It's best to store BIOS and ROMs on an external SD card so that the phone's internal memory isn't used up. If your phone has an SD card slot, use it.

If your files are downloaded to the "Downloads" folder, simply touch and hold the file, select "Cut" from the bottom pop-up menu, navigate to the ROM folder you created on the SD card, and touch the "Paste" button. If your emulator requires the file to be uncompressed (some don't) , just touch and hold the file and select "Extract to" from the pop-up menu on the right.

In the emulator App, go to the Options menu and make sure that the path for the BIOS and ROMs are correct.

** If all the settings are correct and the emulator still does not work, it could be that the emulator has bugs so try a different emulator and see if it works.

Step 2: Pair Bluetooth Gamepad and Speaker

Make sure that Bluetooth is enabled on your phone then pair the gamepad and speaker to your phone.

For the iPega controller, hold down the "X" button when you turn on the controller to set the controller to the most compatible mode. Make sure to map the controller buttons accordingly in the emulator of your choice.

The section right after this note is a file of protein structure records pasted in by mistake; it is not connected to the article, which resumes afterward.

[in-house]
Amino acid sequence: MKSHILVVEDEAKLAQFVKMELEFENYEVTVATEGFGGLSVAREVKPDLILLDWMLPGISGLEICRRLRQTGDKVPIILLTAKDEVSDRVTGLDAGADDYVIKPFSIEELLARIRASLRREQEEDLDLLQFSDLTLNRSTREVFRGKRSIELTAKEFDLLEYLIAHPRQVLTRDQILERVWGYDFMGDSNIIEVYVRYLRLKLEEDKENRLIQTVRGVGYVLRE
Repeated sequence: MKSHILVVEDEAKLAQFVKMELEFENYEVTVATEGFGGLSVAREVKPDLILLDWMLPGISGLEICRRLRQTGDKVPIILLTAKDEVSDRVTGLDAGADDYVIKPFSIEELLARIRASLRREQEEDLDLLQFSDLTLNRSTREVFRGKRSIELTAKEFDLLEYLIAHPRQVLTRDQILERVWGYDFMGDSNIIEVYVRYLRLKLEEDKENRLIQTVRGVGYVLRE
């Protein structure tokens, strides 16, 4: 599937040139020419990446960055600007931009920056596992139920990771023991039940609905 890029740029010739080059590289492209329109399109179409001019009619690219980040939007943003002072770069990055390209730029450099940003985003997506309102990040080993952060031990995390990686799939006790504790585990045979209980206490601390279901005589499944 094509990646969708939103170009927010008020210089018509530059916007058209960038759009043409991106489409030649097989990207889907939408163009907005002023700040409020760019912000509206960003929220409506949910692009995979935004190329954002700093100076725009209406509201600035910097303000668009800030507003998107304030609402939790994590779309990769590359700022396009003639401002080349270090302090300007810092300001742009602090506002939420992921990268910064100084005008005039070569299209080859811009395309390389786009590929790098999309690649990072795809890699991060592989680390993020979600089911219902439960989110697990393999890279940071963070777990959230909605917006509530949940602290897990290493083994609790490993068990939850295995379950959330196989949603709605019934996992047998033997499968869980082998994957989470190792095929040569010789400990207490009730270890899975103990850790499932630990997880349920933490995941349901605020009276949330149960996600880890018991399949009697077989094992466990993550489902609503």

For the Monster iClarity speaker, hold down the power button until a red LED starts blinking.

Step 3: Connect the HDMI Monitor and Start Playing!

To connect the external monitor, plug the HDMI cable in to the monitor (We noticed that older monitors with a DVI connection don't seem to work).

Then, plug the MHL cable to the HDMI cable and plug the MHL micro connector to the phone (Some other brand phones require a Slimport adapter). The phone should automatically detect the monitor (We noticed that we didn't even need to plug in the external power to the MHL cable to get it to work). Make sure that it is a brand name HDMI adapter for your phone. If the adapter is a cheap no-name brand, then the connector pins and cable may not be manufactured properly to be compatible with the phone's hardware.

We also noticed that some of the emulators automatically put the screen in to landscape mode, which fits the external monitor size nicely.

Now launch your games and have fun!

Congratulations you did it!

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    Bay Yolal
    Bay Yolal

    5 years ago

    I have a question. Could you please open your phone's auto-rotate option and make it 90 degree rotate, I wonder whether the screen is going to fit your monitor or not? Thanks for your answer from now on! :D


    7 years ago

    I have the exact same phone, color and all. I would assume that this would work with an Nyko Playpad Pro controller as well?


    Reply 7 years ago on Introduction

    I think it might work. The iPega is nice because it has different modes to choose from for different phones so there is a better chance that one of the modes will work.


    7 years ago on Introduction

    Very nice!

    I like that you put a legal note up front, as a lot of people are unfamiliar with the laws regarding roms and emulators.